This is part 2 in “How to set up your own cloud based web server”
2. Setup the server ← You are here !
After we created our droplet in step 1 above, we would have received some credentials via email which would have included details such as our droplet’s name, IP address and password.
In order to connect to your server we will need to use SSH — a protocol which enables you to remotely log in to the command line of your new server.
MacOS devices (which I use)each come with a builtin application called Terminal which provides native SSH capability, you’ll find in your applications directory.
Windows users, unfortunately, don’t have such a luxury. So there are a couple of options, one of the most popular being PUTTY — an SSH and TELNET client for Windows. You can read more about getting PUTTY set up here .
The rest of the screenshots will be from my Mac, but the steps are identical, once you get logged into your server if you are using PUTTY.
Ok, lets start issuing some commands (I have left my server IP visible as I will be destroying it after writing this, but I advise you not to share it online for security purposes):
- To connect to your server:
You will see something similar to, type ‘ yes ’:
After typing ‘ yes ’ — you should paste in your password, this will not appear on the screen, so don’t worry — just paste (CMD + V) and hit return.
You will then be logged in to your server and see the following:
Paste, again, your password, hit return and you will be prompted to enter a new password and confirm it:
Great, you are now logged in, lets get cracking !
2. The current user, root , has unrestricted privileges to do whatever they wish on our system. We want restrict this potential for disaster by creating a new user.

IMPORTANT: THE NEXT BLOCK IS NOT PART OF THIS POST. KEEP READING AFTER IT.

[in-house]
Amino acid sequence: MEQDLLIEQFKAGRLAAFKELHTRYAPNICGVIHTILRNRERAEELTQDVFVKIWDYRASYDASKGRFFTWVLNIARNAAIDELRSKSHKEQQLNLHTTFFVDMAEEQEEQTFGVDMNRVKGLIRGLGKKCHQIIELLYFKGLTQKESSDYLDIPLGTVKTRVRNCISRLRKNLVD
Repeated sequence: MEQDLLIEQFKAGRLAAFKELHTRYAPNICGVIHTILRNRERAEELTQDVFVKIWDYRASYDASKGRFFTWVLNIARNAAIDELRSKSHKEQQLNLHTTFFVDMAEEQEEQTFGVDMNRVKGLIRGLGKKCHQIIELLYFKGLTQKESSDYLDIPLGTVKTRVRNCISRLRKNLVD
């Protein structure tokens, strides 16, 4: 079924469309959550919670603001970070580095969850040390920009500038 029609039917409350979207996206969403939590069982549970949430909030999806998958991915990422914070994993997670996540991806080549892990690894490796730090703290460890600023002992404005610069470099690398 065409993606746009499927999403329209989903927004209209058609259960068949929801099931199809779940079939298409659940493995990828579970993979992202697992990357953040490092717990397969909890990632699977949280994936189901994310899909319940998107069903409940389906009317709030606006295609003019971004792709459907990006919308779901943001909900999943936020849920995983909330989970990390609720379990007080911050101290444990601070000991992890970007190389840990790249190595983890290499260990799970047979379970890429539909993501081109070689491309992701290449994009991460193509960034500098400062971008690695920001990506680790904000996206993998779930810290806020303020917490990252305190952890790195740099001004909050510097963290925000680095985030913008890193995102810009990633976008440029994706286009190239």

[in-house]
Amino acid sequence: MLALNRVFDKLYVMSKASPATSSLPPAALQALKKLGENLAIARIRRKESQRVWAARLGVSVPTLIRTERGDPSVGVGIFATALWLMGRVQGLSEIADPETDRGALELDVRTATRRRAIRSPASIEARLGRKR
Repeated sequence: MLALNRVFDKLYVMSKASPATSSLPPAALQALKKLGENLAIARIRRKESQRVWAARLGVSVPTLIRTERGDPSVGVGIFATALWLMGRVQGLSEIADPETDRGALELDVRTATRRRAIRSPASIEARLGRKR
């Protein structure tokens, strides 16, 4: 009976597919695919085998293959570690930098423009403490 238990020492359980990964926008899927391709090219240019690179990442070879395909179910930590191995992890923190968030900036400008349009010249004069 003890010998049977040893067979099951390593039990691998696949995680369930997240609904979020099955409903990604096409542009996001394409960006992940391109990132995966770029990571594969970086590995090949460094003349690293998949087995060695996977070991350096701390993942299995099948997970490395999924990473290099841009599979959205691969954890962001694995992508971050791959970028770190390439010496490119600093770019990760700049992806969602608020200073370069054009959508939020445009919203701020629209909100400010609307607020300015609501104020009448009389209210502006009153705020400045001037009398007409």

In our command line, lets type:
We can add this new user to the group of users who have admin privileges — sudo . Users in this group may execute restricted tasks after entering their admin password.
usermod -aG sudo newUser
3. Don’t close the current connection just yet — instead open a new tab in your command line and try to login with:
If you can log in, great! — if not, please go back over step 2 above.
After completing the above steps, you will now be able to log on as your new user, instead of root.
Now, this would be a good time to beef up our security and add SSH key pairs on both our local machine and server, I am going to cover this in a future post on server security, which will also include other topics such as disabling root login, setting up firewalls etc. — so as to keep this post concise.
… so, awesome — you’ve no successfully logged in remotely to your server, set up a new user.
Next up, we are going to run through how to install the LAMP stack, the technology which will serve our webpages to our site visitors !
Lets do this …